Sea Witches

We all know what witches are but what do you know about Sea Witches and how are they different?

Sea Witches

Sea Witch folklore originates from the same place as selkie folklore, with deep roots in the icy shores of Scandinavia, Scotland and Iceland. There are also references in ancient Greek mythology and probably most seafaring cultures around the world.

Her magic is interwoven with all that influences the life (and death) of those who live by the sea like sailors and fishermen. Imagine a salty version of the Good Witch from the Wizard of Oz (but cooler). Or Tia Dalma from The Pirates of the Caribbean.

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Tia Dalma / Calypso. (Pirates of the Caribbean: Dead man’s chest and Pirates of the Caribbean: At world’s end).

A Sea Witch has specific abilities within the natural world like the ability to change the weather, summon storms, sing up a catch of fish and influence the moon and the tides. She is more in tune with nature than the garden variety witch we are more familiar with and has been the subject of ocean going tales for centuries.

One of her best-known gifts is the ‘sailors knot’. Sailors would visit a Sea Witch in port and pay her a fee to tie an enchanted rope or handkerchief in three knots. When the ship was becalmed at sea, the sailor would tie the hanky to the rigging and pull once to conjure a gentle breeze, twice to call up a powerful wind and three times to summon a cyclone. Given the mortality rate of sailors there wouldn’t be a huge to demand for refunds if it didn’t work, so not a bad business model either.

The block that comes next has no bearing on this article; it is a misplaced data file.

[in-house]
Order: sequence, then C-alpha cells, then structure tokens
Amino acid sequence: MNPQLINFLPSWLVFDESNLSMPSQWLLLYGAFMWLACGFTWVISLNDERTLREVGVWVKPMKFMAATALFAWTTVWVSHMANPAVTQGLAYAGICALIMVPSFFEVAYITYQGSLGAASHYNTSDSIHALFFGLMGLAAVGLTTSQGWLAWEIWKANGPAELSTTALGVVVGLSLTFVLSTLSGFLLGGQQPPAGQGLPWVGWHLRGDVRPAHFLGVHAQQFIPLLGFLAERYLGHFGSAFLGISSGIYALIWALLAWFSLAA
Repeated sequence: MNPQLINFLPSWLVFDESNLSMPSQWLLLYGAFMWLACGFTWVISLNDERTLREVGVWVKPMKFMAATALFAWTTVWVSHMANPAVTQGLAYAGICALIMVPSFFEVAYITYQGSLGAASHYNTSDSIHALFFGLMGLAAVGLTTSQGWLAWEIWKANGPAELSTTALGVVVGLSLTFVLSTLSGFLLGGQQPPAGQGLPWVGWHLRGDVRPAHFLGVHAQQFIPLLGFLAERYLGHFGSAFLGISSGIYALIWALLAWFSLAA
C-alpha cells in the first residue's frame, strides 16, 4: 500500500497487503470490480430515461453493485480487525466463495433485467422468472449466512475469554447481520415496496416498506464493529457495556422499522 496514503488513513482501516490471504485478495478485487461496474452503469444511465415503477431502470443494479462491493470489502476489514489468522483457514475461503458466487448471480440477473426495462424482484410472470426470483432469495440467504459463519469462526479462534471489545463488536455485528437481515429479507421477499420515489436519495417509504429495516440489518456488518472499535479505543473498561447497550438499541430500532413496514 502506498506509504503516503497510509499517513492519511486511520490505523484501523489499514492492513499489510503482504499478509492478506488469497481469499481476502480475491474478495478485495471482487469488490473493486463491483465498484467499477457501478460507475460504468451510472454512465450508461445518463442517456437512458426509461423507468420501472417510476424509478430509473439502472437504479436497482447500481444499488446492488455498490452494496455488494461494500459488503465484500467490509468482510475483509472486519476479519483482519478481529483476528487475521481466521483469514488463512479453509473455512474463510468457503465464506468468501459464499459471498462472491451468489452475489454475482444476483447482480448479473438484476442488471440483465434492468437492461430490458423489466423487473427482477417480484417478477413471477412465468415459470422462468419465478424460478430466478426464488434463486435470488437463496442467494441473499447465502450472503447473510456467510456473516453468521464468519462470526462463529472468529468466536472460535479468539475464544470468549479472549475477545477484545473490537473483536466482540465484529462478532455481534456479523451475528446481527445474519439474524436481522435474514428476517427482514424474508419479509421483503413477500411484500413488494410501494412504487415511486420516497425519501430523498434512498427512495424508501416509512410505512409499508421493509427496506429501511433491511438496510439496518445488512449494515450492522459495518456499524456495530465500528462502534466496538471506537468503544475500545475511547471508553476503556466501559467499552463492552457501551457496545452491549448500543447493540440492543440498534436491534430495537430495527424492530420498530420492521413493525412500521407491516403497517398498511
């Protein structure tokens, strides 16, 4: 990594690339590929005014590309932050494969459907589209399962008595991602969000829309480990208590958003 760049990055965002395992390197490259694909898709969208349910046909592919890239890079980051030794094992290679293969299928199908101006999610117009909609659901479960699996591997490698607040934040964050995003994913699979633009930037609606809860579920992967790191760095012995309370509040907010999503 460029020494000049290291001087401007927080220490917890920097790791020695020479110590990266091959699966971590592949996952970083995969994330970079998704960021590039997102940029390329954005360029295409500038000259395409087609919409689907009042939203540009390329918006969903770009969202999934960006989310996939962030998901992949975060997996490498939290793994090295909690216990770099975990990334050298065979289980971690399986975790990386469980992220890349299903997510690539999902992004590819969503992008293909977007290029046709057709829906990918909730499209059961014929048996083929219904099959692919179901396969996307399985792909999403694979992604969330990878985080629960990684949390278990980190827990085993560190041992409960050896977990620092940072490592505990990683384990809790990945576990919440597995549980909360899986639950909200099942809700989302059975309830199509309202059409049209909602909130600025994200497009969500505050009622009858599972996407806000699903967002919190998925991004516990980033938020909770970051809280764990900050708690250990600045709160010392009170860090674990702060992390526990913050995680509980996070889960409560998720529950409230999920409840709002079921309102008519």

Sailor's knot

Sea Witches are less demonised in literature than regular witches, perhaps because her services were more functional and less dark than her forest dwelling sisters. They were said to live openly in their communities, freely plying their trade in seaside villages and towns. The local Sea Witch was probably seen as an inconvenient necessity.

Sometimes in stories, Sea Witches are portrayed as regular human women and sometimes they are intertwined with mermaids and selkies. They tend to be secondary characters and not often portrayed as sympathetic or central to the plot, which is a shame, I’ve always found them intriguing and mysterious.